Wormhole - Almost Human review
|Release date:||September 2023|
01. System Erase
03. Spine Shatter High-Velocity Impact
04. Data Fortress Orbital Stationary
05. Delta Labs
06. Almost Human
07. Bleeding Teeth Fungus
08. The Grand Oscillation
Wormhole are driving innovation in perhaps one of the least innovative metal subgenres, with their self-proclaimed ‘tech slam’ style. As they continue to push the boundaries of brutal death, however, they may need to start weighing the merits of some of the elements tethering them to this niche.
I acknowledged when I reviewed this year’s album from Paroxysmal that brutal death is one of my less preferred subgenres of metal; one of the main reasons that I liked Force Feeder was that, despite the packaging, it didn’t actually have all that much to do with brutal death. In the case of Almost Human, Wormhole’s debut on Season Of Mist, slam is very much an integral aspect of its composition; however, like on the group’s previous effort, there’s quite a lot more to their sound.
Almost Human plays its hand pretty early on; the opening one-two of “System Erase” and “Elysiim” make clear that Wormhole’s writing extends beyond the confines of slam and into technical death. The former opens immediately with the kind of techy dissonance that has made bands such as Ulcerate so irresistible, and even when it slides into a meatier groove, the song still sustains a strong pace and intensity; there’s something to the combination of sounds on this song that may appeal to those that enjoyed Artificial Brain’s self-titled last year. “Elysiism” really ups the ante in terms of what a slam band is capable of; from the off, there’s a melodic touch to the technical guitarwork, which acts as a solid platform for the exhilarating leap into full-blown melodic tech-death in the second half, capped off by a blistering, shimmering solo. It’s a sound that could easily have appeared on an album such as The Flesh Prevails by Fallujah, and indicates very early on that Wormhole are being ambitious on this latest effort.
It's perhaps due to these early promising signs that I ultimately find myself slightly disappointed by my overall sentiments towards Almost Human. There are still some slam riffs wedged into the opening parts of the record, but later in the tracklist they become a more dominant factor, particularly on a song such as “Data Fortress Orbital Stationary”. My own misgivings towards the genre certainly have to be accounted for, as I imagine a reviewer more fond of slam would get more out of the latter songs (it’s a shame Troy is on one of his hiatuses). Still, it’s unfortunate that Wormhole demonstrate situations in which slam riffs can mingle alongside more vibrant technical riffing in a way that is mutually beneficial, but ultimately end up front-loading a lot of those ideas and leaving the latter stages of Almost Human without those dissonant or melodic cues.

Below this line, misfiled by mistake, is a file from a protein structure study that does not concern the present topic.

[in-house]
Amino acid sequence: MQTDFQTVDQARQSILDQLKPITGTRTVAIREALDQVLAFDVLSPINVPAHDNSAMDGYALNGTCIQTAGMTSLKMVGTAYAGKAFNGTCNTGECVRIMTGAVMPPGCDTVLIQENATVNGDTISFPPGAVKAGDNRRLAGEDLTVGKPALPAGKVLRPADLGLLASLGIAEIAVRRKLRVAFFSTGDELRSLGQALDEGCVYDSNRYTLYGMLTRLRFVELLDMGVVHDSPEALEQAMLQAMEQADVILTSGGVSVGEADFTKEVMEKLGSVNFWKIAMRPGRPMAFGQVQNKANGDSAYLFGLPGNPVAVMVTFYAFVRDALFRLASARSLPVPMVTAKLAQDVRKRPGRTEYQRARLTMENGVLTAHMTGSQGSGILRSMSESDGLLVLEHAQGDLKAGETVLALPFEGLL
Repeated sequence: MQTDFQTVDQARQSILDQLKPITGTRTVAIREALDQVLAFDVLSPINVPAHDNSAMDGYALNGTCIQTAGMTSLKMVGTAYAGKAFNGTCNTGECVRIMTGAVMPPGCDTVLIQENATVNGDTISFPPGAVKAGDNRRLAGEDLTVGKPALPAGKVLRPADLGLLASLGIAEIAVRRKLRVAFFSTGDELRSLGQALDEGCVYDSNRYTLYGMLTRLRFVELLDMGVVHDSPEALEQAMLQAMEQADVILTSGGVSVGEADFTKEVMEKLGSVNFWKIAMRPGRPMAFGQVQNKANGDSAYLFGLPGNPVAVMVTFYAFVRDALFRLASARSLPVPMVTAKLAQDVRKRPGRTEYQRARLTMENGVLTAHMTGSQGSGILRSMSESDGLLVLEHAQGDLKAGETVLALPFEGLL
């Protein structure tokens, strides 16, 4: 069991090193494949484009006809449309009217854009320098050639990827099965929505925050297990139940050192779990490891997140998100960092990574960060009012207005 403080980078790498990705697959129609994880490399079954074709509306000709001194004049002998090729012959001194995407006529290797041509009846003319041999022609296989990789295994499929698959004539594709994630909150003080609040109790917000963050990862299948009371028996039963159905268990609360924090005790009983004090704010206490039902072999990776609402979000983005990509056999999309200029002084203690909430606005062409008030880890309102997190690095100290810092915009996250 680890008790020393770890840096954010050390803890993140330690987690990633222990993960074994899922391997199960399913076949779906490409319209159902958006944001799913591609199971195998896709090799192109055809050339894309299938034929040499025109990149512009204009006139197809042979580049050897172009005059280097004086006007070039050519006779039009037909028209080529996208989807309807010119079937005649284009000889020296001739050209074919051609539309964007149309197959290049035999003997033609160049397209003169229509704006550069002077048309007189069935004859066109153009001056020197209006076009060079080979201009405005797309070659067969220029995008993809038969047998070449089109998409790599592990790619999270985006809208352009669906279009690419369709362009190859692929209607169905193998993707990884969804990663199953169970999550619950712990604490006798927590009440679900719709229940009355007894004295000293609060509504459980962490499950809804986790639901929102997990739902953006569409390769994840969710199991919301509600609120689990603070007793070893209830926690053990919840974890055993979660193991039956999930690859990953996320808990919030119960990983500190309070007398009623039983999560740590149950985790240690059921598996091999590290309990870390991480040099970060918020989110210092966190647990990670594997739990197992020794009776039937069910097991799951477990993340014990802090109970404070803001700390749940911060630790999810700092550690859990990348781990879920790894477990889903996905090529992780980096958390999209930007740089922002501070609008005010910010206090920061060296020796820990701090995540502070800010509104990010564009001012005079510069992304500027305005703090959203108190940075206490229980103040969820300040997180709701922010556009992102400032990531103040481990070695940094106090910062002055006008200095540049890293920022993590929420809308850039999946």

More than the instrumentation, though, it is the vocals that hinder Wormhole in trying to ascend to a higher level. New vocalist Julian Kersey delivers a fairly monotonous performance rigidly bound to the gargled gutturals so strongly associated with slam; it’s an extreme vocal style that I’ve never been particularly fond of, but it does at least fit the aesthetic for bands that play a very conventional brutal death style. In the case of Wormhole, however, it’s peculiar that they integrate so much range instrumentally but remain static in vocal approach; if it was me, I’d get rid of the gargles altogether in favour of a more visceral growling style, but at the very least I think Kersey should try and confine these gutturals to the slam portions of the album and shake up his approach in the more divergent sections of songs.
At the end of the day, Wormhole are breathing fresh air into slam, and Almost Human offers quite a bit to enjoy for those who normally struggle to engage with the genre. Still, old habits die hard, and I do feel that overcoming expectations for how slam vocals should sound would do a lot for allowing the band’s music to reach its full potential. A future effort that expands on the more experimental elements of this release and how they can work in synchrony with the band’s inherent brutality, while also mixing things up vocally, could potentially be spectacular.
||Written on 28.09.2023 by Hey chief let's talk why not|
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